It all started with a panther.
A bronze, sculpted panther, the work of Paul Baliker, the quietly prominent artist whose sculptures dot Palm Coast, Florida and six other states, and whose outdoor gallery surrounds a property he owns in the Hammock. Tom Gargiulo’s art foundation was ready to buy the piece for $16,000 and donate it to Palm Coast. The sculpture renders a panther at rest, its stare noble and ferocious with a certainty belied by its fate: the panther is an endangered animal in Florida.
But Baliker was asking that the panther be displayed at the edge of Linear Park, in the median of Palm Coast Parkway, as a welcoming, if arresting, sight for drivers entering the city from the Hammock Dunes bridge.
- Portrait of a Transcending Mind: J.J. Graham’s Hollingsworth Gallery Genesis
- Art League Inaugurates Move to City Walk With “A Hero’s Call”
- Joining Palm Coast, County Administration Disputes Arts Foundation’s Conference Center
When Gargiulo proposed the idea in spring, the city’s parks administration initially rejected it on two grounds: the sculpture might set a precedent for public art in medians when the city didn’t have a process, let alone a policy, it could follow the next time art was being offered. The parks administration was also concerned about the danger the panther might pose, if drivers slowed to look at the piece—or even thought it was real. Wrecks could result. When the city’s Beautification and Environmental Advisory Board first discussed the matter in late May, it was non-committal. But it liked the idea—both of a panther sculpture at Linear Park, and of a sculpture garden that Bill Butler, the city’s landscape architect, said might be in the works.
The discussion led the advisory board and the city’s parks administration to discuss a lot more than one sculpted panther: what is the role, if any, of the five-member beautification board when it comes to public art, and what (not just where) is the place of public art in Palm Coast? Thursday, the advisory board even heard from Palm Coast’s reigning arts trinity—Gargiulo, Weldon Ryan, who heads the Flagler County Art League, and JJ Graham, the artist and owner of Hollingsworth Gallery, which happened to be on the floor above where the advisory board was meeting.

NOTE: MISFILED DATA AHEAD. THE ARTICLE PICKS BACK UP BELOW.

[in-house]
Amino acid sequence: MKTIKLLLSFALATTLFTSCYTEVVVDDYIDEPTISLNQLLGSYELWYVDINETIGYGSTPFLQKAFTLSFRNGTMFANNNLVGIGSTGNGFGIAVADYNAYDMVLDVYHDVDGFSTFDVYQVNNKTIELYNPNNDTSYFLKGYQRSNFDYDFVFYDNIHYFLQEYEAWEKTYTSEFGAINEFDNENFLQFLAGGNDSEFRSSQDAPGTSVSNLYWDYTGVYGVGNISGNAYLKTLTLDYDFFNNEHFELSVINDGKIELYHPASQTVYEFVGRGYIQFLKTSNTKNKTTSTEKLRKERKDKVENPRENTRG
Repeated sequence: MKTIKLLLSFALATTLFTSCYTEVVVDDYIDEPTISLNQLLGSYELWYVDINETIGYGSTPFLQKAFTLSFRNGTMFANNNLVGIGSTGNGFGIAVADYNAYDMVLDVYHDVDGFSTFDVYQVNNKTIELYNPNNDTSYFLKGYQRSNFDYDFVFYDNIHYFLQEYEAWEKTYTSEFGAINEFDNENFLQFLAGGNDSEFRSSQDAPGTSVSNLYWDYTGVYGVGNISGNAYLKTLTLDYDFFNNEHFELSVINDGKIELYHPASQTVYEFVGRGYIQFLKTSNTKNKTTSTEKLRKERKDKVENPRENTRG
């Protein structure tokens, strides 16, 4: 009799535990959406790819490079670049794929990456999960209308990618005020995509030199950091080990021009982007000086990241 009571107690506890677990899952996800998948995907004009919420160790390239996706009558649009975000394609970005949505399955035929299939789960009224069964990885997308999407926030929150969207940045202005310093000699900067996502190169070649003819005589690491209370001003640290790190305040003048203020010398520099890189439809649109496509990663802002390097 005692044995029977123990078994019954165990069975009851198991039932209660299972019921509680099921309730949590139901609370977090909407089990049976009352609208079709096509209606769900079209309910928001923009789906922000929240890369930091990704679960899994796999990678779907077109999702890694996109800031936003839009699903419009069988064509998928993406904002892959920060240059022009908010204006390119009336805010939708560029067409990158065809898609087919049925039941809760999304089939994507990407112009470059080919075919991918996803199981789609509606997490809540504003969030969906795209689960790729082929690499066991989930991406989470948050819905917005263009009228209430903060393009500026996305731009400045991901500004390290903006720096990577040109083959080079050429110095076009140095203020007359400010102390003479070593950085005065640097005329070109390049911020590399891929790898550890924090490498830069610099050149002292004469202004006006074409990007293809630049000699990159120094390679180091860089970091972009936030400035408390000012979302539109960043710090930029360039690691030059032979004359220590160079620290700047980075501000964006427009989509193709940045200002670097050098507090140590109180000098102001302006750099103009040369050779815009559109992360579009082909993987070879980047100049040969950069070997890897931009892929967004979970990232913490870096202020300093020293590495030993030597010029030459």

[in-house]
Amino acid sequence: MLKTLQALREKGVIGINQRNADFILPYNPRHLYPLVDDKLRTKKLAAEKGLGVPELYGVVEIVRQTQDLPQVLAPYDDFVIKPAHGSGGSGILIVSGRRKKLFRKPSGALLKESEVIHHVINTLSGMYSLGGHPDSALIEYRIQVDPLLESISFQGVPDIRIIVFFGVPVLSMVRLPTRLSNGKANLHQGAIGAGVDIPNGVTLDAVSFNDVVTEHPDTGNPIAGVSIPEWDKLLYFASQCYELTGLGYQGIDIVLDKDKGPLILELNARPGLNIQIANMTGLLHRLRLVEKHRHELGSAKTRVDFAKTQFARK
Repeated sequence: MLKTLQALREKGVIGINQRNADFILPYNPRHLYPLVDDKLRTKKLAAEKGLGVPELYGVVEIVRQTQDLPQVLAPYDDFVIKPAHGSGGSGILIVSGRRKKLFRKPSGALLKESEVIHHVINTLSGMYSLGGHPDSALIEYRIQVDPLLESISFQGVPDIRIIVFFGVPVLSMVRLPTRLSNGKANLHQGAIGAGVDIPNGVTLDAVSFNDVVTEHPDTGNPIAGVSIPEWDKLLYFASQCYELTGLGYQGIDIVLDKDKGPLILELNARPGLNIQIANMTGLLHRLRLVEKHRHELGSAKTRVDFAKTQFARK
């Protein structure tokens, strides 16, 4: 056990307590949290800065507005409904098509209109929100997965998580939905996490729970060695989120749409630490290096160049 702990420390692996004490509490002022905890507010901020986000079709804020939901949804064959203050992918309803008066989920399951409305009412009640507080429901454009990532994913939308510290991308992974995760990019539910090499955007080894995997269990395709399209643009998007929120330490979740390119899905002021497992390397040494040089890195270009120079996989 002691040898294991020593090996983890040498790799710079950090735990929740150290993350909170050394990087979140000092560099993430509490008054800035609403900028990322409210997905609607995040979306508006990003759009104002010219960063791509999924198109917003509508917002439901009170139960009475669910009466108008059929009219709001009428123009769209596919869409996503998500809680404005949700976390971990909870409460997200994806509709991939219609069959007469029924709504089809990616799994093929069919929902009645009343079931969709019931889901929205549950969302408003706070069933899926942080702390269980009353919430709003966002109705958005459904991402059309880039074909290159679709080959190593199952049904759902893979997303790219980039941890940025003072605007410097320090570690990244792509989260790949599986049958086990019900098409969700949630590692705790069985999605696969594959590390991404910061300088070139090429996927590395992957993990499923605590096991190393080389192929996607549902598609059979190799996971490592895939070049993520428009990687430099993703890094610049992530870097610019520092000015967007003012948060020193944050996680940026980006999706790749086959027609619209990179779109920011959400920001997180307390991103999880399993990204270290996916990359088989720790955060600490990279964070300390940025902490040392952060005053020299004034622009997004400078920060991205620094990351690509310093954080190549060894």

Their ideas were grand. Graham outlined an ambitious design for large, interactive arts installations that would be almost equal parts displays, open-air studios and improve galleries where age and art’s caste system vanish like chalk melting in rain—and where the installations would provide a focal point for the city’s emerging culture. Ryan described what he termed a “wave effect” of cultural identity that art, especially by involving young people, could trigger. Gargiulo was ready to start seeding his plan—a sculpture trail that would stretch from the edge of Linear Park to the public library on the other side of Belle Terre Boulevard, lined with a dozen or so works, each identified and—like Beverly Hills’ map of stars or Columbus, Indiana’s, map of architectural landmarks—marked on a brochure that visitors or residents could follow on the trail.
The advisory board was excited. Butler was excited. “This is what the city needs,” Butler said. “You go to any city council meeting, it’s all economic development. We want to attract business here and get our economy pumped up, and what draws people to bring employees to top quality businesses to city, you know, and this is one component that we’re missing, a big component.”